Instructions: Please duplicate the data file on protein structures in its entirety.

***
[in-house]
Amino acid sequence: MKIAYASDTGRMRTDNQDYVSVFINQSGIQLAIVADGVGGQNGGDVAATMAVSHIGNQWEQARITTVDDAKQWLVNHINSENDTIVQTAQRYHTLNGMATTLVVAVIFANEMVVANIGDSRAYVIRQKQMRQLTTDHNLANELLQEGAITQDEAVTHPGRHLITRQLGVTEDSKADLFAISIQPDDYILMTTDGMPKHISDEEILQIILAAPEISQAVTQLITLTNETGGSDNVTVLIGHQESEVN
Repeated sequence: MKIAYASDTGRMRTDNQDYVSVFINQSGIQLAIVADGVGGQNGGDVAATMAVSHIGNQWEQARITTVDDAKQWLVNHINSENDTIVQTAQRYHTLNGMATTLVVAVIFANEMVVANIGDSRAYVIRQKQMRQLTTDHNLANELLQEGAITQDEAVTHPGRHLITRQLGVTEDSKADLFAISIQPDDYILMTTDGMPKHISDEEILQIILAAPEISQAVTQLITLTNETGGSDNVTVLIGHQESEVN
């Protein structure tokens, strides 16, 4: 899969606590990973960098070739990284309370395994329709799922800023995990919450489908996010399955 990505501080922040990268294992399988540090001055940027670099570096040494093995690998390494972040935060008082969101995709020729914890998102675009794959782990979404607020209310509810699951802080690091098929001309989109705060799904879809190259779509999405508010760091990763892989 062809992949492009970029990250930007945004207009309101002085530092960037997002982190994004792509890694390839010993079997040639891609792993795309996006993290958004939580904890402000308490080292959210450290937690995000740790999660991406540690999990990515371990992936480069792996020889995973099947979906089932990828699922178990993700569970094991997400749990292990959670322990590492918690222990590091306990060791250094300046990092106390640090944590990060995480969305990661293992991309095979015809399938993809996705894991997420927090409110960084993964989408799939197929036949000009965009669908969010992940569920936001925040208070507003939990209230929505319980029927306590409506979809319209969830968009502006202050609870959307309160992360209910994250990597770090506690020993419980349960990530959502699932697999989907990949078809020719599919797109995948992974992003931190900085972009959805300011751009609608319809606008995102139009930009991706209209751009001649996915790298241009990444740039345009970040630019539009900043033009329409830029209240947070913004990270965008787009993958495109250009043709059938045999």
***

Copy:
[in-house]
Amino acid sequence: MKIAYASDTGRMRTDNQDYVSVFINQSGIQLAIVADGVGGQNGGDVAATMAVSHIGNQWEQARITTVDDAKQWLVNHINSENDTIVQTAQRYHTLNGMATTLVVAVIFANEMVVANIGDSRAYVIRQKQMRQLTTDHNLANELLQEGAITQDEAVTHPGRHLITRQLGVTEDSKADLFAISIQPDDYILMTTDGMPKHISDEEILQIILAAPEISQAVTQLITLTNETGGSDNVTVLIGHQESEVN
Repeated sequence: MKIAYASDTGRMRTDNQDYVSVFINQSGIQLAIVADGVGGQNGGDVAATMAVSHIGNQWEQARITTVDDAKQWLVNHINSENDTIVQTAQRYHTLNGMATTLVVAVIFANEMVVANIGDSRAYVIRQKQMRQLTTDHNLANELLQEGAITQDEAVTHPGRHLITRQLGVTEDSKADLFAISIQPDDYILMTTDGMPKHISDEEILQIILAAPEISQAVTQLITLTNETGGSDNVTVLIGHQESEVN
């Protein structure tokens, strides 16, 4: 899969606590990973960098070739990284309370395994329709799922800023995990919450489908996010399955 990505501080922040990268294992399988540090001055940027670099570096040494093995690998390494972040935060008082969101995709020729914890998102675009794959782990979404607020209310509810699951802080690091098929001309989109705060799904879809190259779509999405508010760091990763892989 062809992949492009970029990250930007945004207009309101002085530092960037997002982190994004792509890694390839010993079997040639891609792993795309996006993290958004939580904890402000308490080292959210450290937690995000740790999660991406540690999990990515371990992936480069792996020889995973099947979906089932990828699922178990993700569970094991997400749990292990959670322990590492918690222990590091306990060791250094300046990092106390640090944590990060995480969305990661293992991309095979015809399938993809996705894991997420927090409110960084993964989408799939197929036949000009965009669908969010992940569920936001925040208070507003939990209230929505319980029927306590409506979809319209969830968009502006202050609870959307309160992360209910994250990597770090506690020993419980349960990530959502699932697999989907990949078809020719599919797109995948992974992003931190900085972009959805300011751009609608319809606008995102139009930009991706209209751009001649996915790298241009990444740039345009970040630019539009900043033009329409830029209240947070913004990270965008787009993958495109250009043709059938045999």